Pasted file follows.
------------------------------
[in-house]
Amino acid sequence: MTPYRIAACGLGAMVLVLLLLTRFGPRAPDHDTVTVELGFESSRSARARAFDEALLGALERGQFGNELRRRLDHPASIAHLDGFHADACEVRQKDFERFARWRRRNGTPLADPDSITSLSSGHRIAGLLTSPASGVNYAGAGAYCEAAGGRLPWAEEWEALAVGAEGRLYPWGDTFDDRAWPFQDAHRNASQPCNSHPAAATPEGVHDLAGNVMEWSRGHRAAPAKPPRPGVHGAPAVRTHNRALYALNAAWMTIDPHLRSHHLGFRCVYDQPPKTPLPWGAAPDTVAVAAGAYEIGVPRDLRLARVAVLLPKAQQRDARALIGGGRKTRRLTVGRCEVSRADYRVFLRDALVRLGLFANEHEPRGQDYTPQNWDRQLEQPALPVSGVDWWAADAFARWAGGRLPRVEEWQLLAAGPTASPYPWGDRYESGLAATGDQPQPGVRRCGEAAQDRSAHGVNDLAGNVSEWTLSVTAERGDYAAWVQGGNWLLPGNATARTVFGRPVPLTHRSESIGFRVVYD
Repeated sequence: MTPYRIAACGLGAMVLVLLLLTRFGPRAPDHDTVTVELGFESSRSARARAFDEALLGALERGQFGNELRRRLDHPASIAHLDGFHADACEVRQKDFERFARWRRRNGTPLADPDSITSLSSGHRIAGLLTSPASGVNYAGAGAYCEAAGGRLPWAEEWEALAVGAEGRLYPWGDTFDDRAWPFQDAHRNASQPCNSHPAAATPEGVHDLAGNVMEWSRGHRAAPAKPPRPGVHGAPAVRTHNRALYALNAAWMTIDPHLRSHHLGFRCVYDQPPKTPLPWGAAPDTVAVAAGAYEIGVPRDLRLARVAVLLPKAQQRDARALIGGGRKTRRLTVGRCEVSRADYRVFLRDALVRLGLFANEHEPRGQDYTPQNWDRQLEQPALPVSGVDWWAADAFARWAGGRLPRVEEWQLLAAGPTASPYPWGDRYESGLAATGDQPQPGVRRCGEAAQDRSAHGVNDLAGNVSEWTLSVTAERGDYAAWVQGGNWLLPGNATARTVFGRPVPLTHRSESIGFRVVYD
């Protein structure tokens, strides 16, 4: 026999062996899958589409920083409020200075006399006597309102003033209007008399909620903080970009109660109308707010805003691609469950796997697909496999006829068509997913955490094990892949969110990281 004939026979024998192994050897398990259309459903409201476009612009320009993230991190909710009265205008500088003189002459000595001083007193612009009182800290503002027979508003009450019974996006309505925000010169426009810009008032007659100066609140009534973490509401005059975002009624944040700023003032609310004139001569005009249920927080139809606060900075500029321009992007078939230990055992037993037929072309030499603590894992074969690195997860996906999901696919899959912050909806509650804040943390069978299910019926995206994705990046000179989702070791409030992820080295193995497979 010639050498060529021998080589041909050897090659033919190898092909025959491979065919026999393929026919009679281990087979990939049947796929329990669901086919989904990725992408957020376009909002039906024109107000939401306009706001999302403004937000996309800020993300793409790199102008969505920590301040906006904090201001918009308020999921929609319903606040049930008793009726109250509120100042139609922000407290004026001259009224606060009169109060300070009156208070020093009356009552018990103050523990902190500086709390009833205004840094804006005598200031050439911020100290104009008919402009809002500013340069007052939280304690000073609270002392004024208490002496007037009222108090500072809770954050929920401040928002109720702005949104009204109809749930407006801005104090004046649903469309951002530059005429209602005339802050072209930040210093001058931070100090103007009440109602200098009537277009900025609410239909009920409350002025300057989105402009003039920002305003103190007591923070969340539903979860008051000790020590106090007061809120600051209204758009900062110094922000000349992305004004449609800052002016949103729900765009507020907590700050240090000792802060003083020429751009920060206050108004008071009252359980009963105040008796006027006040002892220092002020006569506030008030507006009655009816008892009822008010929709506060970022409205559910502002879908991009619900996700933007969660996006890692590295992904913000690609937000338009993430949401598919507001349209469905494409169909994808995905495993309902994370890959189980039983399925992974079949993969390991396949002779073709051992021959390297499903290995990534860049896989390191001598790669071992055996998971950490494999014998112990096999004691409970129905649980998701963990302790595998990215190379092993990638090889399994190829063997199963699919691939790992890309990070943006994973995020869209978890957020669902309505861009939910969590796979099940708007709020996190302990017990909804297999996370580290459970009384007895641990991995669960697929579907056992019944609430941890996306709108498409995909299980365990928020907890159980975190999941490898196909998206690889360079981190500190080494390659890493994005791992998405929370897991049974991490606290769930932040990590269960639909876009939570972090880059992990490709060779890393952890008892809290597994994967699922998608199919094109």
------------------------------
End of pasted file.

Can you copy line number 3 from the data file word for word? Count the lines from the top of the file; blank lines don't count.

Repeated sequence: MTPYRIAACGLGAMVLVLLLLTRFGPRAPDHDTVTVELGFESSRSARARAFDEALLGALERGQFGNELRRRLDHPASIAHLDGFHADACEVRQKDFERFARWRRRNGTPLADPDSITSLSSGHRIAGLLTSPASGVNYAGAGAYCEAAGGRLPWAEEWEALAVGAEGRLYPWGDTFDDRAWPFQDAHRNASQPCNSHPAAATPEGVHDLAGNVMEWSRGHRAAPAKPPRPGVHGAPAVRTHNRALYALNAAWMTIDPHLRSHHLGFRCVYDQPPKTPLPWGAAPDTVAVAAGAYEIGVPRDLRLARVAVLLPKAQQRDARALIGGGRKTRRLTVGRCEVSRADYRVFLRDALVRLGLFANEHEPRGQDYTPQNWDRQLEQPALPVSGVDWWAADAFARWAGGRLPRVEEWQLLAAGPTASPYPWGDRYESGLAATGDQPQPGVRRCGEAAQDRSAHGVNDLAGNVSEWTLSVTAERGDYAAWVQGGNWLLPGNATARTVFGRPVPLTHRSESIGFRVVYD